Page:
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The Status of the Highway Trust Fund and Budget Basics for the Treatment of New Programs

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Presentation on Capitol Hill in a Panel Discussion with Local Leaders, by Sarah Puro, Principal Analyst, Budget Analysis Division, Congressional Budget Office

Presentation on Capitol Hill in a Panel Discussion with Local Leaders, by Sarah Puro, Principal Analyst, Budget Analysis Division, Congressional Budget Office

Published in Economy & Finance
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  • 1. Congressional Budget Office February 26, 2014 The Status of the Highway Trust Fund and Budget Basics for the Treatment of New Programs Presentation on Capitol Hill in a Panel Discussion with Local Leaders Sarah Puro Principal Analyst, Budget Analysis Division
  • 2. Overview ■ The Highway Trust Fund and Taxes on Motor Fuels – Highway Account: CBO estimates that the highway account of the trust fund may have difficulty meeting all obligations during the latter half of fiscal year 2014 – Transit Account: CBO estimates that the transit account of the trust fund will be able to meet all obligations through fiscal year 2014 ■ Federal budget basics – Activities that are governmental in nature are recorded in the budget – Loan and loan guarantee programs are treated on a net-presentvalue basis – Borrowing funds does not constitute a receipt to the federal government CONGRESSIONAL BUDGET OFFICE
  • 3. Highway Trust Fund Basics ■ Highway Account – Highways, highway safety (NHTSA), and regulation of motor carriers (FMCSA) – Funded by gas tax (18.4 cents/gallon), diesel tax (24.4 cents per gallon), and taxes on certain heavy trucks and truck tires as well as general fund transfers – CBO estimates that revenues will total about $33 billion and outlays will total about $45 billion in FY 2014 ■ Transit Account – Finances 80 percent of federal transit programs – Funded by taxes on motor fuels as well as general fund transfers – CBO estimates that revenues will total about $5 billion and outlays will total about $9 billion in FY 2014 CONGRESSIONAL BUDGET OFFICE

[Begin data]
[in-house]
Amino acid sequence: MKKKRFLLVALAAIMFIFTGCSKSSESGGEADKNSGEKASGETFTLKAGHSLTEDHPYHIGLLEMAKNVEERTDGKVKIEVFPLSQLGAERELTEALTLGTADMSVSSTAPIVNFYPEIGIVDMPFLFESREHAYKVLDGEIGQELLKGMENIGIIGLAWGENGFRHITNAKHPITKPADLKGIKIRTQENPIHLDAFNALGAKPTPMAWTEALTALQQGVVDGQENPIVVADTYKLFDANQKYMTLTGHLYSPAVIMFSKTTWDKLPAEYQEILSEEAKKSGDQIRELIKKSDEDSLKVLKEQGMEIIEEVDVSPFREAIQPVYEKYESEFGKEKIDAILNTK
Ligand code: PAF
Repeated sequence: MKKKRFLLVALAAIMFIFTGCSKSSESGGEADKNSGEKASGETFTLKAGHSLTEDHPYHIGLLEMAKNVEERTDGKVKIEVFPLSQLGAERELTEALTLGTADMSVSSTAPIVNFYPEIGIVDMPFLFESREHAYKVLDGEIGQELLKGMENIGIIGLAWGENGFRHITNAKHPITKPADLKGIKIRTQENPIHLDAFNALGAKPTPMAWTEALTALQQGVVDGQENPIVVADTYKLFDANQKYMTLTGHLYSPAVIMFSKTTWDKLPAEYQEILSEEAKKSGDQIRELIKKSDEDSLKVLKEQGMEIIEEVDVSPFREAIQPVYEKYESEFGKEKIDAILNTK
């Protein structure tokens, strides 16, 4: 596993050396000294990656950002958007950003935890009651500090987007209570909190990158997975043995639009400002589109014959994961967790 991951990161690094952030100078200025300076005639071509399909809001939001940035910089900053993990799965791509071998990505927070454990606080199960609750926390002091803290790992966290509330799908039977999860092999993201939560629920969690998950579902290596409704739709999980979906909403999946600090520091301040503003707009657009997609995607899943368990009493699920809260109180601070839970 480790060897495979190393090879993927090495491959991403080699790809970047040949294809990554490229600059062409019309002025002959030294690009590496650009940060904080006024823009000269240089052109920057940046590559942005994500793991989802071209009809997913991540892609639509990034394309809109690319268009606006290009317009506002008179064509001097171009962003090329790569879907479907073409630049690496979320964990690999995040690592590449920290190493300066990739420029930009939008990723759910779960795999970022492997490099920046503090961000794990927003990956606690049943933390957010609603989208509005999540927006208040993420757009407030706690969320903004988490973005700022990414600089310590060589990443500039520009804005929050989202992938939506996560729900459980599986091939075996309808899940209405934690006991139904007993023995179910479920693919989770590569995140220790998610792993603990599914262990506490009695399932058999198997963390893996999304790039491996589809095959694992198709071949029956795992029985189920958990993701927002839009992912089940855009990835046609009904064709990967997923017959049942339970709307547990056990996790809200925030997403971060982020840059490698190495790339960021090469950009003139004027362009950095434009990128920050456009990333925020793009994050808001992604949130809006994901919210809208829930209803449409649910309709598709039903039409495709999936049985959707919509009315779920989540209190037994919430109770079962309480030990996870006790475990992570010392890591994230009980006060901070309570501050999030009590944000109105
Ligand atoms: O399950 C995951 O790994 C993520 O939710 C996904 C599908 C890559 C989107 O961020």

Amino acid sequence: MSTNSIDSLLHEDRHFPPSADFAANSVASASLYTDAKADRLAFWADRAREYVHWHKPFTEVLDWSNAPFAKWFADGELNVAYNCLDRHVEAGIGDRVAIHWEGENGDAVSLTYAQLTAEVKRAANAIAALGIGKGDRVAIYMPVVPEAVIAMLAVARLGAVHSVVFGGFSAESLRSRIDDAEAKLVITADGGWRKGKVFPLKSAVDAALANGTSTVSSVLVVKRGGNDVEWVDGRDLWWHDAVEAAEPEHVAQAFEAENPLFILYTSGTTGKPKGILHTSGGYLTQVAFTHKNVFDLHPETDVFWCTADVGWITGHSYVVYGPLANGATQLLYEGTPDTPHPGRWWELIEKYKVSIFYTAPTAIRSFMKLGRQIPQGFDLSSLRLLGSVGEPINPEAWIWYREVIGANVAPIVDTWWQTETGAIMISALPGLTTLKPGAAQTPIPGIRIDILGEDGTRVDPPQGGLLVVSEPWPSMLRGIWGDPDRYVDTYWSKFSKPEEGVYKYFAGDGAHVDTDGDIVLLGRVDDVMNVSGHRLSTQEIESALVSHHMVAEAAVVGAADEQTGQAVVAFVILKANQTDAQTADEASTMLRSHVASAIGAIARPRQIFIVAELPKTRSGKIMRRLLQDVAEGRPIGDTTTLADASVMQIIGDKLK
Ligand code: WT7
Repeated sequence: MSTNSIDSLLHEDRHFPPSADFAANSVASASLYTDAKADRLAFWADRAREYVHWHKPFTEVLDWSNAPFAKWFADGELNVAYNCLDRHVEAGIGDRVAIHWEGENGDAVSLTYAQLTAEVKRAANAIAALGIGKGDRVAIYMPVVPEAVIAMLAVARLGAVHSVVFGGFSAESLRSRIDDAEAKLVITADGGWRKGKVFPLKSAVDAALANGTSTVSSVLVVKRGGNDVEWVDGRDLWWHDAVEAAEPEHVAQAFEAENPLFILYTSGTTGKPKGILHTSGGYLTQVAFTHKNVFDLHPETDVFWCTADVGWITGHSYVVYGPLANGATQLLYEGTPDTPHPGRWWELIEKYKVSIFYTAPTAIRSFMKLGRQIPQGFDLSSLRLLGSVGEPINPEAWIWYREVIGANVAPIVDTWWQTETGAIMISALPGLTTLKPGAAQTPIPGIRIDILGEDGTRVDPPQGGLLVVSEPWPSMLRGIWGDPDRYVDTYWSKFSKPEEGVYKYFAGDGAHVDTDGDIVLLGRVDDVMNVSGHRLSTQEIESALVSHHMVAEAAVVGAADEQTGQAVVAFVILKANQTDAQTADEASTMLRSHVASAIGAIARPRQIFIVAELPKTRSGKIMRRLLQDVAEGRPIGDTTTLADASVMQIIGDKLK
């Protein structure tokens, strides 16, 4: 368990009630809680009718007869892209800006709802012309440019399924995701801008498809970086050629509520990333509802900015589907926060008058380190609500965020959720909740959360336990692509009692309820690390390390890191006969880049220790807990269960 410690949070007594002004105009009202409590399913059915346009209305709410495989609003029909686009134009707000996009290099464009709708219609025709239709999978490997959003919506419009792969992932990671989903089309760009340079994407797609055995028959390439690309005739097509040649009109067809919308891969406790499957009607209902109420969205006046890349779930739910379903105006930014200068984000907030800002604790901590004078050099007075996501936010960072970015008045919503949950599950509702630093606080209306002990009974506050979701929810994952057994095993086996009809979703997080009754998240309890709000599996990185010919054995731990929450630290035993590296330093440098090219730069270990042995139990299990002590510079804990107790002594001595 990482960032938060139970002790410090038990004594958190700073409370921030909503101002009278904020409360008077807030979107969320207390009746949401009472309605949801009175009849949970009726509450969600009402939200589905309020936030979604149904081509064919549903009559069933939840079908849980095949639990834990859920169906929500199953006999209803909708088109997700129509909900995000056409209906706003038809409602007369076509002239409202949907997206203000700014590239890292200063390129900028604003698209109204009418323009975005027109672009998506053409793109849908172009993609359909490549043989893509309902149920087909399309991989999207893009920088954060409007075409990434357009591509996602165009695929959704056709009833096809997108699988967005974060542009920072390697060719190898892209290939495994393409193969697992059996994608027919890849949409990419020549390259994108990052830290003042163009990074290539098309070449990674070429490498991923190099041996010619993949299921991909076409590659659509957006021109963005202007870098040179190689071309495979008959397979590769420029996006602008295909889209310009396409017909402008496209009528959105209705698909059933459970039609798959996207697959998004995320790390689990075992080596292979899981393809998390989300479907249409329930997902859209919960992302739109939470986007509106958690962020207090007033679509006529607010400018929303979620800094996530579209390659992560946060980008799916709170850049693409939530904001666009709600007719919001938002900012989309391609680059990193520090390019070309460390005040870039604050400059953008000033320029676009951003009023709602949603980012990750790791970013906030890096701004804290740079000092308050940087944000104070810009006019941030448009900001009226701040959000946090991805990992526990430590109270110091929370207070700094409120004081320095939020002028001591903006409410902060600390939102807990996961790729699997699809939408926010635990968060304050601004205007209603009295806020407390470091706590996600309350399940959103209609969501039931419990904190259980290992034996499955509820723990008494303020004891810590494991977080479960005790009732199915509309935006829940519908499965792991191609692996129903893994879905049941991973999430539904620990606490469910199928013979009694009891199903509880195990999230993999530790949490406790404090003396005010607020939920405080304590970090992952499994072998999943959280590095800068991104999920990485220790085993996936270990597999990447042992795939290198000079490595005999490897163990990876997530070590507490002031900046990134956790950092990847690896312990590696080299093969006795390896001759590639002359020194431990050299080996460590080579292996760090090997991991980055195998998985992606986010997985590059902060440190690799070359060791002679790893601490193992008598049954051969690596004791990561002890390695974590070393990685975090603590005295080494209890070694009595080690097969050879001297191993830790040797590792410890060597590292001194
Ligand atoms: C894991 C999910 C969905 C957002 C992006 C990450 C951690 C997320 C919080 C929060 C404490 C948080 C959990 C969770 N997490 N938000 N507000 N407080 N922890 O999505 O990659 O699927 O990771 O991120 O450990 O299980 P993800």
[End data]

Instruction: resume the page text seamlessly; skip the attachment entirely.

• 4. Taxes on Motor Fuels ■ MAP-21 did not create any new, ongoing revenue for the Highway Trust Fund from users – No increase to the gas tax since 1993 – MAP-21 transferred about $20 billion, mostly from the general fund of the Treasury, to the Highway Trust Fund ■ Gas tax: 18.4 cents per gallon; Diesel tax: 24.4 cents per gallon ■ If indexed for inflation since 1993: gas tax would be about 29 cents per gallon; diesel tax would be about 39 cents per gallon ■ Rule of thumb: a 1 cent increase in the gas tax generates about $1.5 billion for the Highway Trust Fund CONGRESSIONAL BUDGET OFFICE
  • 5. Receipts, Outlays, and Balance or Shortfall for the Highway Account, 1998 to 2024 (Billions of dollars, by fiscal year) 60 Actual Projected Outlays 40 Receipts 20 0 -20 -40 End- of- Year Balance or Shortfall -60 -80 -100 -120 -140 1998 2000 2002 2004 2006 2008 2010 2012 2014 2016 2018 2020 2022 2024 Source: Congressional Budget Office, February 2014 baseline projection Notes: CBO’s projection for outlays is calculated by increasing the obligation limits set for current year by a measure of projected inflation . CBO’s projection for receipts is based on market conditions, and incorporates the assumption that the current tax on fuels and on heavy vehicles will be extended. The receipts line includes revenues credited to the highway account of the Highway Trust Fund and intragovernmental transfers to the account. Those transfers have totaled about $46 billion since 2008, including the amounts transferred in October 2014. The Highway Trust Fund cannot incur negative balances. Once account balances are exhausted, the chart illustrates the cumulative annual shortfalls for the highway account under CBO’s baseline. CONGRESSIONAL BUDGET OFFICE